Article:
We’ve been actively monitoring shipping activity surrounding the Russia/​Ukraine conflict. As reported previously, there has been a significant drop in vessels off the coasts of both Russia and Ukraine since the start of the conflict. While the drop for ships off Russian coast has mostly stabilized, there has been an uptick of vessels off Ukrainian coast since April, concurrent with reports of increased aid to Ukraine. Delays in Ukraine are absolutely increasing and particularly at the Port of Odessa, as shown from the meteoric rise in median container dwell times with some containers sitting for over two months at this point.

Updated May 13 at 7:10 AM CDT

Complexity Reigns: A Review of Supply Chain Issues in Recent Months

2022 has been an eventful year. The global supply-chain disruptions in 2020 and 2021 have continued, but the overall picture has become more complex. Despite some media reports to the contrary, port congestion in China has not been the most severe supply-chain bottleneck.

Updated May 5 at 07:30 AM CDT

China to US Vessel Delays Improve in Q1, 2022

China to the US West Coast saw a 327% decline in ocean vessel delays during the first quarter from early January to March, dropping from almost 13 days to only 3 days on average. The US East Coast saw a more modest fall in vessel delays by 29% from nearly 8 days to 6 days in the same period.

Updated April 28 at 03:00 PM CDT

Shipment Delays Expected to Follow Shanghai’s COVID Lockdown

Data from project44 reveals that shipment delays into major European ports of Antwerp, Hamburg, and Valencia and U.S. West Coast ports of Long Beach, Tacoma, and Seattle, are showing recent increases. However, with the increased average transit times having reached 65 days to Hamburg and more than 41 days to Long Beach, shipment delays from Shanghai will become evident only in the weeks ahead.

Updated April 28 at 03:00 PM CDT

Shipment Delays Expected to Follow Shanghai’s COVID Lockdown

Data from project44 reveals that shipment delays into major European ports of Antwerp, Hamburg, and Valencia and U.S. West Coast ports of Long Beach, Tacoma, and Seattle, are showing recent increases. However, with the increased average transit times having reached 65 days to Hamburg and more than 41 days to Long Beach, shipment delays from Shanghai will become evident only in the weeks ahead.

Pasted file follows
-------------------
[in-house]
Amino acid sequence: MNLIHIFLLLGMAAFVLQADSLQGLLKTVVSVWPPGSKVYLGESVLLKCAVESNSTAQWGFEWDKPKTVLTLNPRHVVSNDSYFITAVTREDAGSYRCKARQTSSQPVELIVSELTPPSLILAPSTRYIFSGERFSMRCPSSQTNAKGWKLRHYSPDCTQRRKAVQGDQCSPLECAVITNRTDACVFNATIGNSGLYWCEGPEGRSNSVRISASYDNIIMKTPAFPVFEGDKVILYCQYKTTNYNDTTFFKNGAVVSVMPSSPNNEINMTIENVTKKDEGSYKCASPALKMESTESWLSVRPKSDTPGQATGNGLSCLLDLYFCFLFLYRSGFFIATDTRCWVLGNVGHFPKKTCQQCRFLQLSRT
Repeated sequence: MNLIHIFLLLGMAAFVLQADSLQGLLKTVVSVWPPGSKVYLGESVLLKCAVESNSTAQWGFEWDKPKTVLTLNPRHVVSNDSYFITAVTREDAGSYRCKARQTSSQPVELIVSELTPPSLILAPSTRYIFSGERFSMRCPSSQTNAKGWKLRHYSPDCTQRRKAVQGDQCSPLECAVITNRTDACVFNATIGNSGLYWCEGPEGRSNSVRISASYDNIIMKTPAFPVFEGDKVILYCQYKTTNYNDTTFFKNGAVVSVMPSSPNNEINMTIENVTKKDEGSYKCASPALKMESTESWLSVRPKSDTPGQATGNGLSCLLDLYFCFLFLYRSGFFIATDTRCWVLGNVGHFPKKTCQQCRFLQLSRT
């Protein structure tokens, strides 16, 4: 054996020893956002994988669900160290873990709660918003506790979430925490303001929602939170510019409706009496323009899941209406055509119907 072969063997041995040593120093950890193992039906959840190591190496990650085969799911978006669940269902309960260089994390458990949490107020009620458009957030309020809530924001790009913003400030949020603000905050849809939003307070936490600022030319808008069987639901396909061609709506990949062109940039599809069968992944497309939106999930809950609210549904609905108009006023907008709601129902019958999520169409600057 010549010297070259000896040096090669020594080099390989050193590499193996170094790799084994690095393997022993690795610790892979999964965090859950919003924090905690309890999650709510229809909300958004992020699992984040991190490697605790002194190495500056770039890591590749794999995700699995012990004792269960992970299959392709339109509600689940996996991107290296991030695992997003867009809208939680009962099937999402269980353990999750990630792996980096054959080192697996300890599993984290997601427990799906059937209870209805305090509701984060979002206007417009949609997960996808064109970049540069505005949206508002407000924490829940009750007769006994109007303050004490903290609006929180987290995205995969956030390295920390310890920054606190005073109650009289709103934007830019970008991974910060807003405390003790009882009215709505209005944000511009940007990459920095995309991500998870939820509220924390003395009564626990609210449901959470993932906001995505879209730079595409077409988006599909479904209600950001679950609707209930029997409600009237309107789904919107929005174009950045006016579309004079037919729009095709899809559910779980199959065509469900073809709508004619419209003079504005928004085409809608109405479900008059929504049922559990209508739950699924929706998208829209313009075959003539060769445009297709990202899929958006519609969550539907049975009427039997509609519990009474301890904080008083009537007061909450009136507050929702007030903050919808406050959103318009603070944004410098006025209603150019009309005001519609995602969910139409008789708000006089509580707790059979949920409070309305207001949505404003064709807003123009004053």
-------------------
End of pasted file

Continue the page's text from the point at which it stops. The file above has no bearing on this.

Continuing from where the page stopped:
Based on data until April 19
Updated April 21 at 04:20 AM CDT

No Significant Vessel Congestion has been Recorded at the Port of Shanghai

Since the March 28 lockdown, the number of vessels awaiting berth slots at the port has not shown any significant trend line remaining under 10 vessels for most of the past few weeks. Meanwhile, the number of vessels that berthed at Shanghai have dropped by about half from around 30 daily to only 14 vessels on April 17. This indicates that fewer vessels are attempting to call at Shanghai in response to the reduced truck traffic permitted to enter the port facilities. Meanwhile, import container dwell times continue to rise to reach a daily average of 12.1 days on April 18. 

Updated April 15 at 11:00 AM CDT

Texas Inspection Policy Creates Traffic Havoc at Mexican Border Crossings

Multi-mile traffic jams of trucks carrying imports from Mexico to the US continue. Following Texas governor Greg Abbot’s new truck inspection regulations meant to curb illegal immigration and drug trafficking at the border, supply chains reliant on everything from automotive parts, household goods to agriculture and food stuffs have been affected. Trade groups such as the Texas International Produce Association are concerned that shoppers could experience shortages on shelves if the inspection policy is not amended soon.

Updated April 28 at 11:50 PM CDT

Shipment Delays Expected to Follow Shanghai’s COVID Lockdown

Data from project44 reveals that shipment delays into major European ports of Antwerp, Hamburg, and Valencia and U.S. West Coast ports of Long Beach, Tacoma, and Seattle, are showing recent increases. However, with the increased average transit times having reached 65 days to Hamburg and more than 41 days to Long Beach, shipment delays from Shanghai will become evident only in the weeks ahead.

Updated April 13 at 11:00 AM CDT

European Shipment Delays on the Rise as Shanghai Lockdown Impacts Supply Chains

Average shipment delays in March increased compared to previous months in 2022 at Chinese ports that experienced recent COVID lockdowns. For example, the Port of Yantian averaged delays of 15.7 days to the port of Hamburg, Germany in March. That is up 138% from January’s low of 6.6 days delayed for that same route.

Updated April 13 at 09:00 AM CDT

South Africa’s Largest Container Port of Durban Remains Closed Following Catastrophic Flooding on Monday Night